Yesterday was the fourth day of my transatlantic crossing to Europe. A Nor’easter has been chasing us, following our departure from the Brooklyn Cruise Terminal, which is right across the East River from Wall Street.
The storm is hot on our tail and due to catch up with us today. The skies have been dark, the seas choppy and threatening. But the big storm is yet to come. No doubt the Queen Mary 2, a fortress of a ship designed especially for crossing the stormy seas of the North Atlantic, will handle the big waves just fine – as she always does. She’s built for this kind of thing.
Have you built a fortress ship to prepare for the stormy seas ahead for your portfolio? I hope so! You know how bearish I have been over the past year. If you have followed my advice you’ve gone mostly to cash.
And if you are of a mind to participate in the market’s wild swings, both down and up, you may be trading a small portion of your portfolio – your risk capital – and following one of our trading gurus here at Money Map Press.
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Meanwhile, there’s more news from Federal Tax data published this week that will help you decide how you want to weather the storm ahead.
Lower Tax Collections Are a Red Flag
I looked at the Oct. 31 Daily U.S. Treasury Statement earlier this month in The Wall Street Examiner. Withholding taxes for October were down. I updated that data on Tuesday, and there was more deterioration. The tax cut has not, and is not, stimulating growth. This is bad news for the U.S. economy.
Now, the data on excise taxes from the Monthly Treasury Statement for October, released this week, gives us more bad news. It’s news that hasn’t shown up yet in government economic data, but it will. Unlike economic data, tax data isn’t statistically massaged. It doesn’t lie. Knowing what the tax data shows now gives you a heads-up before the facts are recognized in the market.
The news was that both gas taxes and aviation taxes were down in October, turning what had been a slowdown over several months into outright contraction.
The withholding and excise tax data are signs that the Fed is tightening policy into a recession. Past periods of policy tightening have led to bear markets in stocks. Businesses and consumers take their cues from stock prices, and the economy thus enters a recession. Eventually the Fed reverses policy, usually after the recession has already been around for a couple of quarters. But by then, it’s too late for investors. The bear has done its damage. Big damage.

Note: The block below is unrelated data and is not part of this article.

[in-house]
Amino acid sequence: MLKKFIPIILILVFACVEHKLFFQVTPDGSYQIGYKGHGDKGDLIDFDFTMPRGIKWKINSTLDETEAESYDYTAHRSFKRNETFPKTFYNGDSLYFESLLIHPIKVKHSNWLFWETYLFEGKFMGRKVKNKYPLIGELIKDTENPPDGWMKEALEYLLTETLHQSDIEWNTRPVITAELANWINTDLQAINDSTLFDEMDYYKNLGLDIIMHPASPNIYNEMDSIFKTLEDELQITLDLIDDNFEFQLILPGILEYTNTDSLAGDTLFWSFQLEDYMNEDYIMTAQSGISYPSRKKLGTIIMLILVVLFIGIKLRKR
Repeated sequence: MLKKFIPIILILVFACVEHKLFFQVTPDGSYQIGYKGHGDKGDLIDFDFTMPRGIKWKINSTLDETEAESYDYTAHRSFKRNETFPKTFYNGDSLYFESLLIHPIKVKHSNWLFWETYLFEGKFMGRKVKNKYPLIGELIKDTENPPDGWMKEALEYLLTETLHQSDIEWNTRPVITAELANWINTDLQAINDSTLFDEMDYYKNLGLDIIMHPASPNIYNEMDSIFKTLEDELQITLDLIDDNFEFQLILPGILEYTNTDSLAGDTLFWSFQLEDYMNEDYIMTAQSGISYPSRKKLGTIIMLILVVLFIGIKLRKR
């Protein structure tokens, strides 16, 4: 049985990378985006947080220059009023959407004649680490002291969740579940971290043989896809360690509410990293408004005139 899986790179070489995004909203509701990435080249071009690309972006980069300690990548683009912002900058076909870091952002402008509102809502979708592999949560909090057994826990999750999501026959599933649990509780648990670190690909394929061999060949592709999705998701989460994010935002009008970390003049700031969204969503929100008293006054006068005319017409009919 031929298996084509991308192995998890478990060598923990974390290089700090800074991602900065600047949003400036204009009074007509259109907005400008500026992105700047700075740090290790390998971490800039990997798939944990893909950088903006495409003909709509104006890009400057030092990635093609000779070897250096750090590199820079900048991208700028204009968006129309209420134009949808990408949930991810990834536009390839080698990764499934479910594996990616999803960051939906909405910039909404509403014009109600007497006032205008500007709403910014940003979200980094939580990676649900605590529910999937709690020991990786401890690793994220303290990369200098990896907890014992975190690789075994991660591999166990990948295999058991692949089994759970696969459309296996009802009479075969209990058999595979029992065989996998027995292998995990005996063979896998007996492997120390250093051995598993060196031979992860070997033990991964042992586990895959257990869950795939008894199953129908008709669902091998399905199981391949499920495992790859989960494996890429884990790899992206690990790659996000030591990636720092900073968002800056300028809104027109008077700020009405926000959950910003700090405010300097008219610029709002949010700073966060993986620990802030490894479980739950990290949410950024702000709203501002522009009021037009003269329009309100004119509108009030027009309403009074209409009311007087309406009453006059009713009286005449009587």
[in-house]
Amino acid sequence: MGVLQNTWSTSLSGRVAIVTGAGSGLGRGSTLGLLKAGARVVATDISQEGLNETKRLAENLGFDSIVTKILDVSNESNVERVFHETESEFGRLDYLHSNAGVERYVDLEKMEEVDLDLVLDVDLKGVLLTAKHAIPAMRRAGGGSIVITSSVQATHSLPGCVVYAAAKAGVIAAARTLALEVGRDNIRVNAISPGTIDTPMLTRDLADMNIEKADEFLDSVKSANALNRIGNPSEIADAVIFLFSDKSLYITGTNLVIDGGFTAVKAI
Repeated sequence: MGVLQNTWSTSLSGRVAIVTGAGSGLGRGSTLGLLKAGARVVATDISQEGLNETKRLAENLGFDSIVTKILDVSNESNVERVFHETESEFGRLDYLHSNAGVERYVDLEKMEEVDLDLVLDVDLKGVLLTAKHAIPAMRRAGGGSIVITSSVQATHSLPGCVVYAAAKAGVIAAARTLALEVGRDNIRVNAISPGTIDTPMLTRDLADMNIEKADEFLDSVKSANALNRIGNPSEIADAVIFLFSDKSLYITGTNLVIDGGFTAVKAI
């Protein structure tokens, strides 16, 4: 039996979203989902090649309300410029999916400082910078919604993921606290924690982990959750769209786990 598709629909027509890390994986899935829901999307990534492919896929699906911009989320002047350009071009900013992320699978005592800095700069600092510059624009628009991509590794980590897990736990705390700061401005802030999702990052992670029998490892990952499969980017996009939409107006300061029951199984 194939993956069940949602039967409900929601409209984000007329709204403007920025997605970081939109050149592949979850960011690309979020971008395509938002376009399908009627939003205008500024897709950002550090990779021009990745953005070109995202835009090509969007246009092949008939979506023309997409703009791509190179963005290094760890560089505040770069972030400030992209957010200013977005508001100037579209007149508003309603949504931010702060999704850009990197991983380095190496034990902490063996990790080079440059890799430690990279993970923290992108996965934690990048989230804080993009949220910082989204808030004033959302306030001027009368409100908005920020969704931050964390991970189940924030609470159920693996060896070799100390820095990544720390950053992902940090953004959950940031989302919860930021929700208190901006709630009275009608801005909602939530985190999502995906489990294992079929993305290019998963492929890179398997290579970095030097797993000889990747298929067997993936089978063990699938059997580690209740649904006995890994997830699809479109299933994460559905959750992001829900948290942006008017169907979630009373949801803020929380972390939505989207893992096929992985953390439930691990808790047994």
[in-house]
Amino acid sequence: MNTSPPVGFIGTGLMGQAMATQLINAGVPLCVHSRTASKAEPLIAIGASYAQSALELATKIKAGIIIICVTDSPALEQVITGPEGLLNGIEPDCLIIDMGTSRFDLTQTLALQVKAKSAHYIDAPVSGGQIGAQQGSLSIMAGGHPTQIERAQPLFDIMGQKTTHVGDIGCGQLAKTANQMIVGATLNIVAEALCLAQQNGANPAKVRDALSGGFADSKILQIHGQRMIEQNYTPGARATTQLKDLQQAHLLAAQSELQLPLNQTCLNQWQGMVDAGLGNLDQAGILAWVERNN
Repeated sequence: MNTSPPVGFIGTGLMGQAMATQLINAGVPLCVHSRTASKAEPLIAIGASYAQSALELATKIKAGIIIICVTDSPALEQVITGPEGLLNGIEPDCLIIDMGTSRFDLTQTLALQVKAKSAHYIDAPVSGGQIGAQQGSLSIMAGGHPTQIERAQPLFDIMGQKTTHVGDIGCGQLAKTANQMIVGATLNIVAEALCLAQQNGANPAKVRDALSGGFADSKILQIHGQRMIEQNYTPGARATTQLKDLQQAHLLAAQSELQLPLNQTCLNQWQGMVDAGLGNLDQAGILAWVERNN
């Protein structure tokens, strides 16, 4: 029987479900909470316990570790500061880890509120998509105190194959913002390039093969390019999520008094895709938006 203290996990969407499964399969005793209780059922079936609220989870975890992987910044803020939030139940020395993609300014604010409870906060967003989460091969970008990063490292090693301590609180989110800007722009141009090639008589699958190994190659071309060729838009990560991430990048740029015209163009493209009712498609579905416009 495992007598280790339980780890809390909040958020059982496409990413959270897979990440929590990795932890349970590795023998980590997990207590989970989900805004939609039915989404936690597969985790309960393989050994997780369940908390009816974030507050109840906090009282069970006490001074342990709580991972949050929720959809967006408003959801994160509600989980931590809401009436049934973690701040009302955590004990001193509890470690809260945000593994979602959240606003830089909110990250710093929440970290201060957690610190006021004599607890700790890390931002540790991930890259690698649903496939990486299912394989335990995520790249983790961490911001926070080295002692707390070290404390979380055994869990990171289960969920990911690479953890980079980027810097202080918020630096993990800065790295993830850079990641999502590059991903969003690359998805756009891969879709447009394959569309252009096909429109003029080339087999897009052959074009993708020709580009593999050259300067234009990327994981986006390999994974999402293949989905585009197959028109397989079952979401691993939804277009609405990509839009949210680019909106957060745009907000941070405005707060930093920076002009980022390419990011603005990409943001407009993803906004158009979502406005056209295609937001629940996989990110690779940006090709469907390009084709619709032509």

Total Excise Tax Booms, but Drill Down and You’ll Dig Up the Bad News
The United States collects excise taxes on a broad cross section of goods and services. They are based on the unit volume of sales, not the dollar value. They are therefore an excellent means of seeing the trend of the economy without the need to make haphazard inflation adjustments. That is, until the tax law changed. The tax on alcohol was cut, but a new tax was added on excess executive compensation for tax-exempt organizations. There were no changes to highway gas taxes or aviation taxes.
Total excise tax collections have surged wildly in the past two months. I have searched for and found no information about any significant increase in any excise taxes under the new tax law. But obviously there’s something weird going on.
Looking at a breakdown of excise taxes by type, we see all of the increase was in the “miscellaneous” category. Those are mostly sin taxes, but the also include the newly increased category of excess compensation of non-profit executives. So let’s put that aside for a while and look at highway and aviation taxes. They are telling a different story.